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• Remove the air cleaner and you will see the CDR valve attached to the back of the intake manifold.
• The image at left shows what the CDR valve looks like and how it attaches to the manifold. We happened to have a spare laying around, you won't need to remove the entire intake to get to the CDR valve.
• Use a 1/2" socket to remove the two bolts that secure the CDR to the intake manifold (red arrows in photo). Be careful not to drop any tools or hardware into the engine valley, as fishing it out won't be fun.
• Pull the CDR valve slightly towards the firewall and then pull upwards as you wiggle it side-to-side. It should come out with little effort.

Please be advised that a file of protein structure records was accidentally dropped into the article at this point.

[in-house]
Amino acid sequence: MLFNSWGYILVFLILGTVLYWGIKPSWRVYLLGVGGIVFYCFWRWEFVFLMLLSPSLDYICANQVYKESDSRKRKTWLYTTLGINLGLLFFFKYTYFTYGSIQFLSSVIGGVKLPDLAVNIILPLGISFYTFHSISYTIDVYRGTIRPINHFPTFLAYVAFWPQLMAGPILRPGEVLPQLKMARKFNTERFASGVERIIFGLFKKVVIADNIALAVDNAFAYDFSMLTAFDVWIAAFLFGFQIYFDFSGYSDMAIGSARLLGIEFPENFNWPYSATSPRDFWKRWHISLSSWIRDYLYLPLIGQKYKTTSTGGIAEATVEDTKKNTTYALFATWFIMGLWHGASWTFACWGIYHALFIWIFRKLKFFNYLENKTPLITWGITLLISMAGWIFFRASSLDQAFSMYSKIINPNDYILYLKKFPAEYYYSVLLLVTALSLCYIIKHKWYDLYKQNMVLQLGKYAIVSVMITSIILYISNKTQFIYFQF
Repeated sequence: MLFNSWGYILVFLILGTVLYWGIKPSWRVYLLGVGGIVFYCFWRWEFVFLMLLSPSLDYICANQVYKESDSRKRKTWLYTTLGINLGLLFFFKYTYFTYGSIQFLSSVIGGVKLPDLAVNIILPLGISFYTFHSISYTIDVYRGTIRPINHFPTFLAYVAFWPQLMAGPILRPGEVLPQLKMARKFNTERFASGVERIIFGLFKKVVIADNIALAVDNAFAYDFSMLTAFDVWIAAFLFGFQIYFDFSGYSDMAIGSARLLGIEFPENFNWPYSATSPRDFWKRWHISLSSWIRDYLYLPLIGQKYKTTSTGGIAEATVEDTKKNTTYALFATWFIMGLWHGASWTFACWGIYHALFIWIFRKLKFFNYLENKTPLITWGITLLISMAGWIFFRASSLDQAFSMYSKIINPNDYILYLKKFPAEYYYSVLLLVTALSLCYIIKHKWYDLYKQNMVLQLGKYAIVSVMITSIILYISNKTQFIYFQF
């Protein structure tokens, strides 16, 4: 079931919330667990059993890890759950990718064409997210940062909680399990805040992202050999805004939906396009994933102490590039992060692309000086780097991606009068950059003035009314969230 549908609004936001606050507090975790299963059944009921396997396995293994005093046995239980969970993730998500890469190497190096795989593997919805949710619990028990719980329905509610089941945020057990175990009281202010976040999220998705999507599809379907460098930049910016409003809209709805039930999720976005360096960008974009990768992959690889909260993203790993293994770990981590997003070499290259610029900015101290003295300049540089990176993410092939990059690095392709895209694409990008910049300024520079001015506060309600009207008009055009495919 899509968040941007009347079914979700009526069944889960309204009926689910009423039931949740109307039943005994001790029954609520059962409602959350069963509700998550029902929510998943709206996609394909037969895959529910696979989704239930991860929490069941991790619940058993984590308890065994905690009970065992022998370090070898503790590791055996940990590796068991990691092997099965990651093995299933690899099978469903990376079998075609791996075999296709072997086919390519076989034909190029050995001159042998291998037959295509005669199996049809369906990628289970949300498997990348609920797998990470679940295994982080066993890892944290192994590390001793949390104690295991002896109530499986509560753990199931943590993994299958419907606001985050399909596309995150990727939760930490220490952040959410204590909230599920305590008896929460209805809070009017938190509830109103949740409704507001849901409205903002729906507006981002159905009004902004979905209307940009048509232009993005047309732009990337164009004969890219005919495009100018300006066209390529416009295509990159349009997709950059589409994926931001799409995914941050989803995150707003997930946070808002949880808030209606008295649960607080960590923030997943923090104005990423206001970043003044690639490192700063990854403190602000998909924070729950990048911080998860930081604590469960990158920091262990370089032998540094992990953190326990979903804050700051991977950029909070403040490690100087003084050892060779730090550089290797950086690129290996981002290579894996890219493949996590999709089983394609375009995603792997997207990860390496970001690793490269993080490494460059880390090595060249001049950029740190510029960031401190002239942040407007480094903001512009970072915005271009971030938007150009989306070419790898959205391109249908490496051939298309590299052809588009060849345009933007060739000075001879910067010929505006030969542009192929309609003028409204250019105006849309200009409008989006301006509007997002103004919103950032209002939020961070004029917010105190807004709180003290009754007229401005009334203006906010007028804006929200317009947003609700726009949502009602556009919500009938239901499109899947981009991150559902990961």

• There's no reason why you shouldn't be able to reuse the tube that connects the CDR to the crankcase. Remove it, clean it, and install a new o-ring onto the replacement CDR before attaching the tube.
• Install the seal that seats betweens the CDR valve and intake manifold, coating it with a light film of fresh motor oil.
• From here, replacement is reverse. Make sure that the CDR valve tube seats properly and that the CDR seal is aligned properly when reinstalling.
• In the photo to the left, you can see oil pooling up in the CDR valve after removal. This is a good sign that this valve has been allowing excessive engine oil from the crankcase to pass through the intake manifold.
• An alternative to replacing the CDR valve is to lightly clean it with a solvent. Do not allow any solvent to come in contact with the valves seal/o-ring, as it may damage it.